Kansas Secretary of State Kris Kobach, the author of Arizona's SB 1070 immigration bill, ensured on Tuesday that the Republican Party platform will also have his fingerprint.
During a meeting of the GOP platform committee in Tampa, Fla., Kobach called for the party to officially back increased border fencing and the E-Verify employment verification system, and to go after two immigrant-friendly initiatives: in-state tuition for some undocumented young people and so-called sanctuary cities. Those measures were in the 2008 Republican platform but had been dropped from the draft this year, Politico reported.
"These positions are consistent with the Romney campaign," Kobach said. "As you all remember, one of the primary reasons that Governor Romney rose past Governor Perry when Mr. Perry was achieving first place in the polls was because of his opposition to in-state tuition for illegal aliens."
None of the changes to the platform on immigration were out of left field, but they did provide more specificity that could later cause issues for candidates more moderate on immigration -- or those, like presumptive GOP candidate Mitt Romney, who have tried to edge back toward the center. In-state tuition, for instance, won support in Texas from the legislature and the Republican governor, former Romney challenger Rick Perry, and remains in place in several other GOP-led states.
Romney opposed in-state tuition during the Republican primary, as noted by Kobach. Since then, though, Romney hasn't spoken about the issue, and has toned down his immigration rhetoric generally. Kobach similarly left the spotlight of the Romney campaign, after being featured as an adviser on immigration issues.
Now in the general election, Romney is attempting to win more Latino voters, who tend to vote Democratic and oppose measures such as SB 1070.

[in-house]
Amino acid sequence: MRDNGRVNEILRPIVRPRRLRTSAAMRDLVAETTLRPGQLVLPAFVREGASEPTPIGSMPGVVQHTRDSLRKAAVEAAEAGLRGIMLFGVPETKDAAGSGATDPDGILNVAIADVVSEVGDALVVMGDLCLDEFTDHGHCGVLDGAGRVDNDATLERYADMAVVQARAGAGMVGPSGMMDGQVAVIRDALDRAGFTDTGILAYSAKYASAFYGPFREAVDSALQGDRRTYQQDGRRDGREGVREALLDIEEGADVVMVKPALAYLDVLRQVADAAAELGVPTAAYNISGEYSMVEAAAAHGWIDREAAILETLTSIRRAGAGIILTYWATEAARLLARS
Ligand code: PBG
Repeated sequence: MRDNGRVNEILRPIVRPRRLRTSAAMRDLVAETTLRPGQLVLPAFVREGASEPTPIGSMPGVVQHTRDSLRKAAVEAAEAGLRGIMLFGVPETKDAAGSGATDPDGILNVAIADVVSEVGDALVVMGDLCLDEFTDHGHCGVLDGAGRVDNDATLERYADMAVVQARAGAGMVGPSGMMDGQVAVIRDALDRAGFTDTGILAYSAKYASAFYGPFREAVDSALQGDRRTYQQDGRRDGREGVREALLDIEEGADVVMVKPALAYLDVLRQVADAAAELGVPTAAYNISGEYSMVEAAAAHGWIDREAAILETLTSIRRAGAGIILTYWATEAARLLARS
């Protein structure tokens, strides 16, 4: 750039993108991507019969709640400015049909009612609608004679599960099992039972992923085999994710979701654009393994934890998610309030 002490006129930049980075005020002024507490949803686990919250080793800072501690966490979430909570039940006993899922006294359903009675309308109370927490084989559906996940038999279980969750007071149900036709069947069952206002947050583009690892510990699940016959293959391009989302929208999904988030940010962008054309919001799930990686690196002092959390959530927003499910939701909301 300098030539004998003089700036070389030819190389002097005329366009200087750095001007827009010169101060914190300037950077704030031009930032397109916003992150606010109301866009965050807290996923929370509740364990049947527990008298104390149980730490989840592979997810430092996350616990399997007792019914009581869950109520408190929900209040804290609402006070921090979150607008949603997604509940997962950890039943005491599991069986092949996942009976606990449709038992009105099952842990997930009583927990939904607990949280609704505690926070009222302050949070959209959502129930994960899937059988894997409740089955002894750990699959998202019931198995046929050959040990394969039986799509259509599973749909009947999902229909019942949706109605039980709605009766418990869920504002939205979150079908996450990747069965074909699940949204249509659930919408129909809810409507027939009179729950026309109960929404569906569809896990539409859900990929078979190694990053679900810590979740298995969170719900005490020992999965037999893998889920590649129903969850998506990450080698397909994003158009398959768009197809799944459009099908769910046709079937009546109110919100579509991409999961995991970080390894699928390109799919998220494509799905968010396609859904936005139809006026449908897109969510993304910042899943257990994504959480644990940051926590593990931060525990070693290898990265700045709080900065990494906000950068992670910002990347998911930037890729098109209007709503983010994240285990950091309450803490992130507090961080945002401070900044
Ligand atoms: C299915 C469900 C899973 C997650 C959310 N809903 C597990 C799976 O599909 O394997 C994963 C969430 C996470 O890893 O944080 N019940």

But Kobach's positions on immigration, most notably the idea of "attrition through enforcement" -- what Romney called "self-deportation" -- laid out by SB 1070, will still be part of the Republican message.
Sanctuary cities are those with policies instructing police not to ask for proof of immigration status, the opposite of laws such as SB 1070. Supporters of sanctuary city ordinances argue they increase public safety by making victims and witnesses feel they can come to police to report crime.
E-Verify, meanwhile, is a critical part of "attrition through enforcement," because it could make it difficult for undocumented immigrants to find work. The E-Verify portion of the platform passed after some debate from business owners who said they are opposed. "I believe that it is almost insulting to me as a small business owner that we would even ask businesses to E-Verify their employees before welfare benefits are ... E-Verified," Kathy Szeliga, a delegate from Maryland, said.
But Kobach won out. "We recognize that if you really want to create a job tomorrow, you can remove an illegal alien today," he said.